When I received a big “mess” (that’s the Southern word for a bunch) of Dixie Lee field peas in my CSA box, I was a bit taken a back. At first I thought they were really long green beans – it had been so long since I had encountered a field pea in its shell. Handling them took me back to hot summer days sitting on my grandmothers’ screened-in porches with several bowls and buckets before us: one for the whole peas, one for the shelled peas and one for the scraps. With my series of bowls, I sat on the couch and shelled while my three-year-old “helped” but stirring the peas with a whisk. He was fascinated with the process – “what do you do with the crusts?” he asked – referring to the shells. He smelled the peas and sampled them raw. I shelled for what seemed like forever, boiled the peas with a little onion, chicken broth and water and this is all I got:
|Peas - Can't do much to make these suckers pretty!|
Was it worth it? Yes! For the connection I felt with my grandmothers – one who is gone and one who is still here but whose mind is slipping away. And for the connection I felt with my son who will hopefully one day have fond memories of shelling peas with his mama.
A few days later, I had a “mess” of green beans. My almost six-year-old son was my helpmate this time. Again, I recall hot summer days in the garden dodging yellow jackets picking green and filling our buckets with white half runners – the green bean variety of choice in both my grandparents’ gardens. We would then sit on the screen porch stringing and snapping. Sometimes, Granny would be working the peas and Mama and I would be stringing the green beans. It was an operation. The green beans were so abundant that there would always be plenty for canning. I remember standing in steamy kitchen filling Mason jars with hot green beans. What a treat to pull those green beans out in the middle of the winter and enjoy the summer’s bounty!
I can’t say that my son really “got” how to properly string the green beans, and it would have been a whole lot easier to do it myself, but watching him enjoy it and feel like he was contributing to the family meal was worth the extra strings. I have a hard time getting him to eat his vegetables, but last night, he ate every bit of the green beans he helped to prepare. I had never thought of it before, but I’m sure my mother quietly forgave the extra strings and stems that made it into our green beans due to my efforts. And for that, I’m grateful. Whether sitting on the porch or in front of the TV watching “stories” with our hands in beans, it was the camaraderie that really mattered – not the imperfect pieces that came from a child’s hands.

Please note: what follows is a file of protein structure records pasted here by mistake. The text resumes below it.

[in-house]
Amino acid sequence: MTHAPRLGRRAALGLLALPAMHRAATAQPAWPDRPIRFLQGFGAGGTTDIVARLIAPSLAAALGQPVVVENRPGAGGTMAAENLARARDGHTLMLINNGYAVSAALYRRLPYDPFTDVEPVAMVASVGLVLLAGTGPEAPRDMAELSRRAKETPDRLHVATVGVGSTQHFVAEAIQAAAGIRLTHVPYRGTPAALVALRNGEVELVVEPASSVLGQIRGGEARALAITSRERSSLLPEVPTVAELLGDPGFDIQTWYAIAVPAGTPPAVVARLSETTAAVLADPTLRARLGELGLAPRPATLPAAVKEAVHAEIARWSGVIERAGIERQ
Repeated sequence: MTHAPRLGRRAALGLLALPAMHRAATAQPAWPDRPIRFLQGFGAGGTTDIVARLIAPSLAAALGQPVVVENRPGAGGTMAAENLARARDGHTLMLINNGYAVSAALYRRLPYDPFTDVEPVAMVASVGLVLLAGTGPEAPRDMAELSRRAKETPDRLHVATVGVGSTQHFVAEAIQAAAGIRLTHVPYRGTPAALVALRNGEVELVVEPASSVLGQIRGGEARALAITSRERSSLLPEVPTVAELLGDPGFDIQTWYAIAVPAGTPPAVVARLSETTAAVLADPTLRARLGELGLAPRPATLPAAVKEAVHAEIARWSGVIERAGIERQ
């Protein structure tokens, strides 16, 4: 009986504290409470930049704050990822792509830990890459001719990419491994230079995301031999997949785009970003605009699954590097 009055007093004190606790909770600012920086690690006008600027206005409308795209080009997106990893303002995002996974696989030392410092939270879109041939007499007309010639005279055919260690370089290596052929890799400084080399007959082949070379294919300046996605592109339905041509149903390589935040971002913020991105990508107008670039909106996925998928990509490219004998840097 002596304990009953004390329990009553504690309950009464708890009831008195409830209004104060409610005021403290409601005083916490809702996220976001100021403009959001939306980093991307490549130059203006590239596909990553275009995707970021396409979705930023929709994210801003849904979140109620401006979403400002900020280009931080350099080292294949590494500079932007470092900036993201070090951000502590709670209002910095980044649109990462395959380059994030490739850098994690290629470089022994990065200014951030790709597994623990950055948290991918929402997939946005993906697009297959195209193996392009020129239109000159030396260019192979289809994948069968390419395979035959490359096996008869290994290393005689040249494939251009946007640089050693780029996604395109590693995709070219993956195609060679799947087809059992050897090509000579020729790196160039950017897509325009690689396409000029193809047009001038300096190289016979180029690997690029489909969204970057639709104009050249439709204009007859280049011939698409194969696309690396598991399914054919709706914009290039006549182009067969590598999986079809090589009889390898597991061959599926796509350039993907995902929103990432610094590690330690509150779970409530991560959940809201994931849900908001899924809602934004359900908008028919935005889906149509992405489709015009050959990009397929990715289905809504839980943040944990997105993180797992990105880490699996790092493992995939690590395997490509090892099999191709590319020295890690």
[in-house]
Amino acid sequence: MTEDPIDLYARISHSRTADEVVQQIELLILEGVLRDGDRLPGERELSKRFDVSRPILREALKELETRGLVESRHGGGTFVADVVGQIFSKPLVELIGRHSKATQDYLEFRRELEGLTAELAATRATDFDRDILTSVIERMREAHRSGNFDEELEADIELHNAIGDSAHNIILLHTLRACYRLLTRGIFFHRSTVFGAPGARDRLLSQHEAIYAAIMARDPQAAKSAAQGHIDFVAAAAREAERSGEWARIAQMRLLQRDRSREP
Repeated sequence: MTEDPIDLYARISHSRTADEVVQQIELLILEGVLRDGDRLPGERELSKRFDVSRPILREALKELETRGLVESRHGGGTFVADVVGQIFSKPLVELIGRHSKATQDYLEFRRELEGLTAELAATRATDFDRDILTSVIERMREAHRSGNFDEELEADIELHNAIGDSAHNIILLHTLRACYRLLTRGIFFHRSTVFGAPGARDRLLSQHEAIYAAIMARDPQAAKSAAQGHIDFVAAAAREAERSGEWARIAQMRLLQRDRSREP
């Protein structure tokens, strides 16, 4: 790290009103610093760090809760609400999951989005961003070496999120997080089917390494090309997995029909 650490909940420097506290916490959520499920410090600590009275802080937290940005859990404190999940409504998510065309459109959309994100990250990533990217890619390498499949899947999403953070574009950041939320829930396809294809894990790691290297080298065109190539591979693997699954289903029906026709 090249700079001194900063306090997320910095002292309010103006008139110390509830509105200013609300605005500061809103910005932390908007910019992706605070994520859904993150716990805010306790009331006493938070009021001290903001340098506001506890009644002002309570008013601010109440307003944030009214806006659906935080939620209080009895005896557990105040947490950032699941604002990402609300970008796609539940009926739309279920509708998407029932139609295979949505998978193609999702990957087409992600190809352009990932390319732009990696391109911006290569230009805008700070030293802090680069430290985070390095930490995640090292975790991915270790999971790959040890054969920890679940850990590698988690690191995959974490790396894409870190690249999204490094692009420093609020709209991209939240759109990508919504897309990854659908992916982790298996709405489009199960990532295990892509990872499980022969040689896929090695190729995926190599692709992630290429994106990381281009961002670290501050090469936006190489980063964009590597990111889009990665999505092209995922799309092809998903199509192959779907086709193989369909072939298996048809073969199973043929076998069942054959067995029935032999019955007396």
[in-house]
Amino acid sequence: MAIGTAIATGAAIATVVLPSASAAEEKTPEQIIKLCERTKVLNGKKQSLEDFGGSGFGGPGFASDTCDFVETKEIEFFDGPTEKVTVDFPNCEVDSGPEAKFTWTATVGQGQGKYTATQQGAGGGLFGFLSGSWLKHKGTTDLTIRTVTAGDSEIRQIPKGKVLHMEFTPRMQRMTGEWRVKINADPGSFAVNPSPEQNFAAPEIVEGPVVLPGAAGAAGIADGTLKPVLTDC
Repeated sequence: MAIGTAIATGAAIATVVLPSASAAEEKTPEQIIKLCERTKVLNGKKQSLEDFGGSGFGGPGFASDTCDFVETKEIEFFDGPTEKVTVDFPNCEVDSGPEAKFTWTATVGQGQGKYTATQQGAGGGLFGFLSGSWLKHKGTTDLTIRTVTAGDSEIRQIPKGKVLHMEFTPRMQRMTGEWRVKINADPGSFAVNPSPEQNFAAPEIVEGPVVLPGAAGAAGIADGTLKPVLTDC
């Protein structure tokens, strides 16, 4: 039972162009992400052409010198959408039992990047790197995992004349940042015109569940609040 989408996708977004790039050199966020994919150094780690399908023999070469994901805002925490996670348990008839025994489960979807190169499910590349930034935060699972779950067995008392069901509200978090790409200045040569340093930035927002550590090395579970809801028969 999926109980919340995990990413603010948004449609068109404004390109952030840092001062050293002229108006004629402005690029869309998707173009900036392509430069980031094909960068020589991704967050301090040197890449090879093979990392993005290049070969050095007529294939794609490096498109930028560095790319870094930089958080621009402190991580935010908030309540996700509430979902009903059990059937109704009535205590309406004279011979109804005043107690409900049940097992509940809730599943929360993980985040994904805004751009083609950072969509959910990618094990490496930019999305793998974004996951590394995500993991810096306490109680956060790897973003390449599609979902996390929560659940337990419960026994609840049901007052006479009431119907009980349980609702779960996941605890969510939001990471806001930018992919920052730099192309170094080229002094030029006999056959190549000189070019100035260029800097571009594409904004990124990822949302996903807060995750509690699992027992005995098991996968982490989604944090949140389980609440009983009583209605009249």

And here I am with my imperfect blog, feeling like a child again trying to emulate the grown-ups. We all have to start somewhere! For me, it’s at the dinner table with my family. And here’s what we had for dinner.
|The only thing missing -- a tall glass of sweet tea.|
Turkey Meatloaf - Based on this recipe:
Note: I used plain spaghetti sauce (no extra stuff in it) on the top and I cut back the oatmeal a bit and added a little bread crumbs. I probably cut back on the onion, too.
Mashed Potatoes – I never follow a recipe for these. I just cook some potatoes, drain the water and mash with a little butter, cheese, sour cream (in this case I used fat-free Greek yogurt which I wouldn’t really recommend because it gave them more of a tartness than I would have liked) and season with salt and pepper to taste.
Green Beans – Simply cooked in water, a little chicken broth, a little vegetable oil and lots of salt. If you want to be old-school, cook with a little fatback or bacon!
Field Peas – Cooked to death (the Southern way) with chicken broth, onion, salt, pepper. Again, use bacon or fatback for even more deliciousness if that’s your thing.
Tomato – For some reason, Southerners like to eat a wedge of tomato with everything in the summer. Maybe because there is always an abundance of tomatoes sitting around? I don’t know, but you have to have a little tomato to go with your peas and green beans. It’s especially good with creamed corn and fried okra!
So, I hope my post brings back food memories for you or encourages you to do some shellin’ and snappin’ of your own. Also, I’m on the search for the best squash casserole ever. I have some squash I need to do something with and am thinking of giving squash casserole another try. I’ve never been a fan, but maybe I’ve just never met the right casserole! If you have the recipe to end all recipes and don’t mind sharing it, I’d love to make it and give you a shout out here. If you’re a blogger, I’ll definitely provide a link and promote it on Facebook and Twitter. Stay tuned for more Southern veggies soon – ‘tis the season!